Unfortunately, these self-watering trays seem to breed gnats. We don’t have too many, but it’s a little annoying. Next time we get a day in the upper 20’s, I’ll probably put the trays outside for a few hours to get more light and hopefully discourage the gnats from hanging around in ideal conditions. The greens will handle the cold, but I don’t think the gnats will like it. I haven’t decided if I’ll repeat this experiment next year, or if I’ll do this easy peasy and perhaps more productive setup in the backyard:

Meanwhile, indoor gardening livens up the January house. Our Christmas cactus continues to bloom, and this succulent also offers a yellow blast of cheer:

Crazy Plant Lady loves her blooms! Wishing you some cozy cheer from gray and snowy Kalamazoo.

Last Evening’s Garden

Just some flower photos before last evening’s sunset:


Just a few garden pix today, plus a reminder. If you missed spring and summer planting, you still have time to plant cool weather crops like spinach, lettuce, mustard and bok choy. I started some inside today to replace lettuce and spinach that already bolted.

The Garden Tower 2 continues to produce loads of greens.

A few varieties of lettuce remain, and I need to harvest the New Kuroda carrots to see how well these shorties grew. I knew I wouldn’t have room for long carrots, but tried these as an experiment in the shallow top. Most of the tower filled in with collards, kale, basil, nasturtium, and chard.

Red hot poker compliments the Garden Tower 2:

As the orange daylilies fade away, echinacea (purple coneflower) and hyssop bloom in the same pot. The bees approve!

Recent Garden Photos

From the ever evolving garden tapestry …

… including the gardener with the largest shade hat she could find. Those are my glasses starting to turn into sunglasses outside, not black eyes, but you can see how much shade the hat provides. The glasses would normally be dark in sunlight, and my face is normally as white as my hand. This Irish faery doesn’t tan.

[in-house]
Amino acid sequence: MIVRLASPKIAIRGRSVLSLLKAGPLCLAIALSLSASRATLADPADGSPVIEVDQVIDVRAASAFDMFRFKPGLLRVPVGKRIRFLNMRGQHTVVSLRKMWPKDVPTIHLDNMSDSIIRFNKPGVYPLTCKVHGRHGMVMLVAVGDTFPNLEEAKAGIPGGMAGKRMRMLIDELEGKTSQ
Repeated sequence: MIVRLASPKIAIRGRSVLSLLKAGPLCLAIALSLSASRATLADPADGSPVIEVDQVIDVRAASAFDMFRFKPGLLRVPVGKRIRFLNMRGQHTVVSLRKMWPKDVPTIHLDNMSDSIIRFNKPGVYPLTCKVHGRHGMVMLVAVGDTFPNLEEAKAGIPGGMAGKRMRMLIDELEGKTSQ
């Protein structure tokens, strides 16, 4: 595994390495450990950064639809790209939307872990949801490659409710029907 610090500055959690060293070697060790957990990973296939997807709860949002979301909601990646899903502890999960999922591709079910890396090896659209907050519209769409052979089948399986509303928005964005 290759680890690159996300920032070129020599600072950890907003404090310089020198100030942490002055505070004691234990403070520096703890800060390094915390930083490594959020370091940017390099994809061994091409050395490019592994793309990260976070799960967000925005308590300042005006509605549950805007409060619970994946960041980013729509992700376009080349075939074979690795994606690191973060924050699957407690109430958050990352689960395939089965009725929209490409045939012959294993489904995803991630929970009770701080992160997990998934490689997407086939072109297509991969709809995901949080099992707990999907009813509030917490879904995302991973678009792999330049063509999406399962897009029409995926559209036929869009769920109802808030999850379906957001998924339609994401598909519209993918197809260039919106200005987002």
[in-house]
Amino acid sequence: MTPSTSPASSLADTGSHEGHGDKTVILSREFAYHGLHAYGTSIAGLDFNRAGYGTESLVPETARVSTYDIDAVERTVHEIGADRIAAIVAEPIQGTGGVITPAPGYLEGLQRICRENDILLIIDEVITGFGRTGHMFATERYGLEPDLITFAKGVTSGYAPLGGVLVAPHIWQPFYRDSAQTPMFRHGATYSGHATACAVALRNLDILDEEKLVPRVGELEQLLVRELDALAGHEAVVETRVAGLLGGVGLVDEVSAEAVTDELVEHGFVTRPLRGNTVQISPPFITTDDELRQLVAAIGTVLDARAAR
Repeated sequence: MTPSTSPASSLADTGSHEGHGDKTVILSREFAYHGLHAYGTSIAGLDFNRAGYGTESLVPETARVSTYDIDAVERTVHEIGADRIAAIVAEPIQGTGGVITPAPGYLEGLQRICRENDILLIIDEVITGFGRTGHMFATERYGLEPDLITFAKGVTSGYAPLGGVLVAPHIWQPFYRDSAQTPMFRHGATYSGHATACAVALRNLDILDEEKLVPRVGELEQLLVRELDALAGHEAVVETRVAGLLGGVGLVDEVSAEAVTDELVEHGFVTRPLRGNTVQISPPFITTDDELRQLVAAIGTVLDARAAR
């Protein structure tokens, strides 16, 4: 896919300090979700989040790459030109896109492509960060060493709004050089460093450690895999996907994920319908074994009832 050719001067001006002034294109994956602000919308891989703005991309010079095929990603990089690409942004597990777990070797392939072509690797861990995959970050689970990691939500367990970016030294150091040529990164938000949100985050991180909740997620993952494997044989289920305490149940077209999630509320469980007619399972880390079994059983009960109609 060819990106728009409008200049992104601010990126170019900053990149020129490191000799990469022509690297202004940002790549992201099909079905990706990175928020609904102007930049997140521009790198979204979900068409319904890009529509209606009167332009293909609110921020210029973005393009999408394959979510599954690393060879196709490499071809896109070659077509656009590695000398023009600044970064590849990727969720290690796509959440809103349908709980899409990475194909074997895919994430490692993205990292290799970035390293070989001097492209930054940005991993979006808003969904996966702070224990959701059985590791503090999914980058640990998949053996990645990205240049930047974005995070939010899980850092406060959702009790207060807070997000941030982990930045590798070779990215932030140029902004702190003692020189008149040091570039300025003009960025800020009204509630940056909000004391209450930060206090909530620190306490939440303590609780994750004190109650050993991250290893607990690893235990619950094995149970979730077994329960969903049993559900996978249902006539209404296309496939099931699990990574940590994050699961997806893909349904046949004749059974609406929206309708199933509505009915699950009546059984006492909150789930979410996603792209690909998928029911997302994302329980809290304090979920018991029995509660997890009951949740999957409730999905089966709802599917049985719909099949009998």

Early Spring Garden

Bright colors and cool, rainy temps look and feel like early Spring! Some shots from Dra’Faven:

hyacinths, weeping cherry and forsythia precede chive and daffodil blooms
hellebores and holly
dianthus and vinca
seeds sprouting indoors and outside …
Garden Tower planted on one side with cool weather greens
The spinach has doubled in size since Sunday!

It felt so good to get my hands in the dirt again. I started a bunch of seeds at the New Moon and then couldn’t resist filling 1/4 of the Garden Tower with lettuce and spinach starts. I also direct seeded gourmet lettuce and carrots in the top of the Garden Tower, as well as in the front yard beds, among hyacinths, green onions and chives.

I have yet to harvest, but gardening season has officially begun! How are things growing in your corner of the world?

Signs of Spring

I spent Easter Sunday clearing away old yard debris in preparation for the new Spring growth. That felt like a symbolic way to honor the energies of resurrection and rebirth. Now we’ve got some 70 and 80 degree days, urging me to plant seeds. I can probably plant some outside, despite us being over a month away from final frost date. I also figured out a new indoor seed starting and LED light fixture system, which I’ll set up on the New Moon.

Meanwhile, some photos from this morning:

hyacinths in bloom, with more shoots to come
daffodils blowing in the wind
sedum poking through last year’s growth, plus irises, onions and a pot of mint (still sleeping)
young nettles in a huge pot, getting ready for pesto
more daffodils bobbing in the wind

So many things seem so surreal right now, but Nature continues its cycles, bringing beauty, color and cheer. Enjoy each moment! All have purpose.